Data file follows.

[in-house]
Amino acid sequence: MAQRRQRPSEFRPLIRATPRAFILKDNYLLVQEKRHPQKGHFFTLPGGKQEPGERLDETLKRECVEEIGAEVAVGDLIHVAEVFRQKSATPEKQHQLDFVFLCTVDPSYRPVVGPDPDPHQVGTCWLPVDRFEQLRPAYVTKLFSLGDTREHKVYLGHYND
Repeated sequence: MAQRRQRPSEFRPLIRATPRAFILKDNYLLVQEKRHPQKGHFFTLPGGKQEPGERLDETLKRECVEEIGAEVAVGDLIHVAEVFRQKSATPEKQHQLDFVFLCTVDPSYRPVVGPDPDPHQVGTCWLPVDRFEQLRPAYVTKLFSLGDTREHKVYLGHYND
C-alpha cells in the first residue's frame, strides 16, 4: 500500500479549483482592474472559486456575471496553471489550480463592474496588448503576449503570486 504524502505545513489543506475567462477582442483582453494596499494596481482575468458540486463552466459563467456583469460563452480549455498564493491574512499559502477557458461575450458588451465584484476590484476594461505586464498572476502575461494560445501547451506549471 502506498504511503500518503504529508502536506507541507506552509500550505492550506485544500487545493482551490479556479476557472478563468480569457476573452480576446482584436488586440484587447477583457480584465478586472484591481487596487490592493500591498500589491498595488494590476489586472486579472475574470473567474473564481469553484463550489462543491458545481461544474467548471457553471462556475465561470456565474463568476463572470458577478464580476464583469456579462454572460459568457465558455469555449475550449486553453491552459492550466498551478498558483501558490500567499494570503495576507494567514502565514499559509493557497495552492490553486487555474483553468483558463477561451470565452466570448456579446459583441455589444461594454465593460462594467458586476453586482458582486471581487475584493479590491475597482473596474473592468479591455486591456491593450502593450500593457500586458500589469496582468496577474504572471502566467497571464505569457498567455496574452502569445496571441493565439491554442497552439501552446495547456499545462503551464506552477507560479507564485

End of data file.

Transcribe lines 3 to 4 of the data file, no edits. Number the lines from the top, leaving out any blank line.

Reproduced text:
Repeated sequence: MAQRRQRPSEFRPLIRATPRAFILKDNYLLVQEKRHPQKGHFFTLPGGKQEPGERLDETLKRECVEEIGAEVAVGDLIHVAEVFRQKSATPEKQHQLDFVFLCTVDPSYRPVVGPDPDPHQVGTCWLPVDRFEQLRPAYVTKLFSLGDTREHKVYLGHYND
C-alpha cells in the first residue's frame, strides 16, 4: 500500500479549483482592474472559486456575471496553471489550480463592474496588448503576449503570486 504524502505545513489543506475567462477582442483582453494596499494596481482575468458540486463552466459563467456583469460563452480549455498564493491574512499559502477557458461575450458588451465584484476590484476594461505586464498572476502575461494560445501547451506549471 502506498504511503500518503504529508502536506507541507506552509500550505492550506485544500487545493482551490479556479476557472478563468480569457476573452480576446482584436488586440484587447477583457480584465478586472484591481487596487490592493500591498500589491498595488494590476489586472486579472475574470473567474473564481469553484463550489462543491458545481461544474467548471457553471462556475465561470456565474463568476463572470458577478464580476464583469456579462454572460459568457465558455469555449475550449486553453491552459492550466498551478498558483501558490500567499494570503495576507494567514502565514499559509493557497495552492490553486487555474483553468483558463477561451470565452466570448456579446459583441455589444461594454465593460462594467458586476453586482458582486471581487475584493479590491475597482473596474473592468479591455486591456491593450502593450500593457500586458500589469496582468496577474504572471502566467497571464505569457498567455496574452502569445496571441493565439491554442497552439501552446495547456499545462503551464506552477507560479507564485